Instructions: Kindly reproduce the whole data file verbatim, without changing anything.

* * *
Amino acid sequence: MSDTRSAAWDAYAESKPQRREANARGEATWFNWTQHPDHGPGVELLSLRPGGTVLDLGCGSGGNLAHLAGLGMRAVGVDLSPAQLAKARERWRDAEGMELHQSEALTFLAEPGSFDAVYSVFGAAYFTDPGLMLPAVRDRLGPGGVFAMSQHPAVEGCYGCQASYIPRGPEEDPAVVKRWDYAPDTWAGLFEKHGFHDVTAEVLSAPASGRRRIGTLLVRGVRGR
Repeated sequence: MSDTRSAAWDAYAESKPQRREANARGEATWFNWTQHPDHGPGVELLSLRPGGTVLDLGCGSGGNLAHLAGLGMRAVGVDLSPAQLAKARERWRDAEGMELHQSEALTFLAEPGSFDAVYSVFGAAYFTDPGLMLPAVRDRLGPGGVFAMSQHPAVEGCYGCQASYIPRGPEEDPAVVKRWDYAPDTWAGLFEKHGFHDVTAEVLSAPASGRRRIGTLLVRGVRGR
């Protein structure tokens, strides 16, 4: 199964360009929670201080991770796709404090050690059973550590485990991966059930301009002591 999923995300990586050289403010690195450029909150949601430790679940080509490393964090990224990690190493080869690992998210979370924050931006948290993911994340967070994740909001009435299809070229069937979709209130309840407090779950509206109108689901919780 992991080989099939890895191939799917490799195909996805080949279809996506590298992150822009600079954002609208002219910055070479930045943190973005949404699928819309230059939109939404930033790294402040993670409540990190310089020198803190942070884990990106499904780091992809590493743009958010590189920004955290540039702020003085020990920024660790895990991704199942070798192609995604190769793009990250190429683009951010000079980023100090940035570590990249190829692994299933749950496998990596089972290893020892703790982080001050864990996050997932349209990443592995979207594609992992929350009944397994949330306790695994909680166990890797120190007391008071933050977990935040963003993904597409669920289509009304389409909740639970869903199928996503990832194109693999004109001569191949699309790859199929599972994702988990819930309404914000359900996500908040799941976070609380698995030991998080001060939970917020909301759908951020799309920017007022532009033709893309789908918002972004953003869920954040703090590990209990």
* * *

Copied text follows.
Amino acid sequence: MSDTRSAAWDAYAESKPQRREANARGEATWFNWTQHPDHGPGVELLSLRPGGTVLDLGCGSGGNLAHLAGLGMRAVGVDLSPAQLAKARERWRDAEGMELHQSEALTFLAEPGSFDAVYSVFGAAYFTDPGLMLPAVRDRLGPGGVFAMSQHPAVEGCYGCQASYIPRGPEEDPAVVKRWDYAPDTWAGLFEKHGFHDVTAEVLSAPASGRRRIGTLLVRGVRGR
Repeated sequence: MSDTRSAAWDAYAESKPQRREANARGEATWFNWTQHPDHGPGVELLSLRPGGTVLDLGCGSGGNLAHLAGLGMRAVGVDLSPAQLAKARERWRDAEGMELHQSEALTFLAEPGSFDAVYSVFGAAYFTDPGLMLPAVRDRLGPGGVFAMSQHPAVEGCYGCQASYIPRGPEEDPAVVKRWDYAPDTWAGLFEKHGFHDVTAEVLSAPASGRRRIGTLLVRGVRGR
């Protein structure tokens, strides 16, 4: 199964360009929670201080991770796709404090050690059973550590485990991966059930301009002591 999923995300990586050289403010690195450029909150949601430790679940080509490393964090990224990690190493080869690992998210979370924050931006948290993911994340967070994740909001009435299809070229069937979709209130309840407090779950509206109108689901919780 992991080989099939890895191939799917490799195909996805080949279809996506590298992150822009600079954002609208002219910055070479930045943190973005949404699928819309230059939109939404930033790294402040993670409540990190310089020198803190942070884990990106499904780091992809590493743009958010590189920004955290540039702020003085020990920024660790895990991704199942070798192609995604190769793009990250190429683009951010000079980023100090940035570590990249190829692994299933749950496998990596089972290893020892703790982080001050864990996050997932349209990443592995979207594609992992929350009944397994949330306790695994909680166990890797120190007391008071933050977990935040963003993904597409669920289509009304389409909740639970869903199928996503990832194109693999004109001569191949699309790859199929599972994702988990819930309404914000359900996500908040799941976070609380698995030991998080001060939970917020909301759908951020799309920017007022532009033709893309789908918002972004953003869920954040703090590990209990």